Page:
The Poe Society of Baltimore has some interesting commentary on the spelling of his middle name:
Although there is no birth certificate, Poe is presumed to have been born as simply Edgar Poe. We can, at least, be certain that “Allan” was not originally part of his name. Neither his father, grandfather nor great-grandfather had middle names, suggesting the form of first and last names only was a sort of family tradition. A curious exception to this apparent pattern was Poe’s older brother, William Henry Leonard Poe, with not one but two middle names. Edgar’s middle name of “Allan” was added by John and Frances Allan, who took Poe in as an orphan and served as his foster parents. Although Poe was never legally adopted, he became “Edgar Allan Poe” at his christening on January 7, 1812. As a child, ironically, he was generally known at school as “Edgar Allan” or “Master Allan.” It has sometimes been stated that Poe dropped the use of his full middle name following his estrangement from John Allan, about 1827. At best, no matter how appealing and romantic, this notion may be dismissed as unsubstantiated nonsense. Throughout his life, Poe most typically signed his name “Edgar A. Poe,” with the initial rather than the full name. His name appears this way beginning with the very earliest surviving manuscript, a few lines written about 1824 as “Poetry — by Edgar A. Poe.” He continued, however, to use “Edgar Allan Poe” as a signature in some letters as late as 1849. Indeed, his handwritten title page for the proposed edition of “Phantasy Pieces” clearly gives his name as “Edgar Allan Poe.” A quick survey of his extant letters shows an overwhelming preference for “Edgar A. Poe,” followed closely by “E. A. Poe.” Only eight letters are signed “Edgar Allan Poe,” spread widely over his life. A few carry only his last name “Poe.” Personal notes, primarily to his mother-in-law Maria Clemm, are usually signed “Eddy,” although one has the form “Eddie.” A serious evaluation of signatures is complicated, of course, by the fact that we have no idea what percentage of Poe’s letters may be lost and how those letters may have been signed. In addition, the signatures from a number of surviving letters have been clipped, presumably by autograph collectors. (Maria Clemm, Poe’s mother-in-law, made some money during her final years by selling Poe’s signature from whatever letters remained in her possession.) Poe’s marriage bond uses the “Edgar A. Poe” form. A number of receipts also carry the “Edgar A. Poe” signature. After Poe’s death, two volumes of his collected writings were published as The Works of the Late Edgar Allan Poe (edited by R. W. Griswold, 1850). Since that time, common use has enshrined his full middle name in its current place of prominence. It has, however, suffered the odd fate of repeatedly being misspelled as “Allen.” So frequently does this error occur that it seems to be a sort of typographical curse. It has mistakenly appeared as “Edgar Allen Poe” in popular and scholarly articles, in book titles and in full color on flamboyant movie posters. Even a handsome commemorative centennial engraving of Poe, prepared with special care in 1909, was marred by this misspelling. Typically, the “Allen” error tends to appear in such secondary text as page headings, footnotes, picture captions and bibliographies. About 1983, a columnist for the Baltimore Sun actually had the audacity to blame Poe for the problem, absurdly accusing Edgar of not having known how to spell his own name. Somewhere, perhaps, Poe is laughing at such foolishness. He always did love a good joke.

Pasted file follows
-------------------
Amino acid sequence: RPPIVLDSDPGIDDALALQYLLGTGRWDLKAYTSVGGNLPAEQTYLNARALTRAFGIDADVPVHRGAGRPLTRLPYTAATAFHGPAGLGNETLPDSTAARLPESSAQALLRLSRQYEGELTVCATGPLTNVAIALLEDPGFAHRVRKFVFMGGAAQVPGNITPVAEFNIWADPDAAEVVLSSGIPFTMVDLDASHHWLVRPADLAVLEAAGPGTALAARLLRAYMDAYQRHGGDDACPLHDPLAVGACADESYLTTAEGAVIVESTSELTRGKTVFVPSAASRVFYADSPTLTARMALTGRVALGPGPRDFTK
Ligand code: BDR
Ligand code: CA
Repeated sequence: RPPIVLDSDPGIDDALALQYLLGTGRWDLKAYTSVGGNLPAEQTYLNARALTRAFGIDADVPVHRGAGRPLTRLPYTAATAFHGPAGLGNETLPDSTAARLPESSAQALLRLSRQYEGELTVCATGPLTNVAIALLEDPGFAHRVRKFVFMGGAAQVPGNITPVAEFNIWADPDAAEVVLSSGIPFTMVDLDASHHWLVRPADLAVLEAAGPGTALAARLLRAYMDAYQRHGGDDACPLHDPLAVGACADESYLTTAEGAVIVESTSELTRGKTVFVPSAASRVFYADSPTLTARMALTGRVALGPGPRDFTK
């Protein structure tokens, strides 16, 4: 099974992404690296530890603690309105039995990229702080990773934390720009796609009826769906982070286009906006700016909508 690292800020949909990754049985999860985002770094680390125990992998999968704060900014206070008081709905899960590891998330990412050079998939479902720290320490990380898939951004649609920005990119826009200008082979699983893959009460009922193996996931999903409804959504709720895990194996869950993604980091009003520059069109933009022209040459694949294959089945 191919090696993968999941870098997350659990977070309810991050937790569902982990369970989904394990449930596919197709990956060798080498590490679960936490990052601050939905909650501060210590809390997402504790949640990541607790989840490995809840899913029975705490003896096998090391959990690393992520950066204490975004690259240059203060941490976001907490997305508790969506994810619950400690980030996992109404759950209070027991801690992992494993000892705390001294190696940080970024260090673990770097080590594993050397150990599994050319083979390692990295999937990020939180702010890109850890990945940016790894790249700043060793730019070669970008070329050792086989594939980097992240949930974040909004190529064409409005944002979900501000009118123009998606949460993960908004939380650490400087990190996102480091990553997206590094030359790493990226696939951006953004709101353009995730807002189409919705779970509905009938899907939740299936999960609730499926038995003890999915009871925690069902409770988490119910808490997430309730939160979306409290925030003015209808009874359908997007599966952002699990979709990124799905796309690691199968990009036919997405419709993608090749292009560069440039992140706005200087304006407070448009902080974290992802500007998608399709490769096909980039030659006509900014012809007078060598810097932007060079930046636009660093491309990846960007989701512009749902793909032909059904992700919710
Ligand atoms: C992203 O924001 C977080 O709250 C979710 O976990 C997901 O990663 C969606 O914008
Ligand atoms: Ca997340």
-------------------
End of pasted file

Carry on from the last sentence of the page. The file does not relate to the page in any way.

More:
There is more on their site…like his famous poem “The Raven.” The University of Virgina’s Poe Project might be worth a read. Edgar Allan Poe went to school at UVa. His dorm room was arranged to look as it had when he stayed there, I believe, and is now sealed off. Visit also the Poe Museum.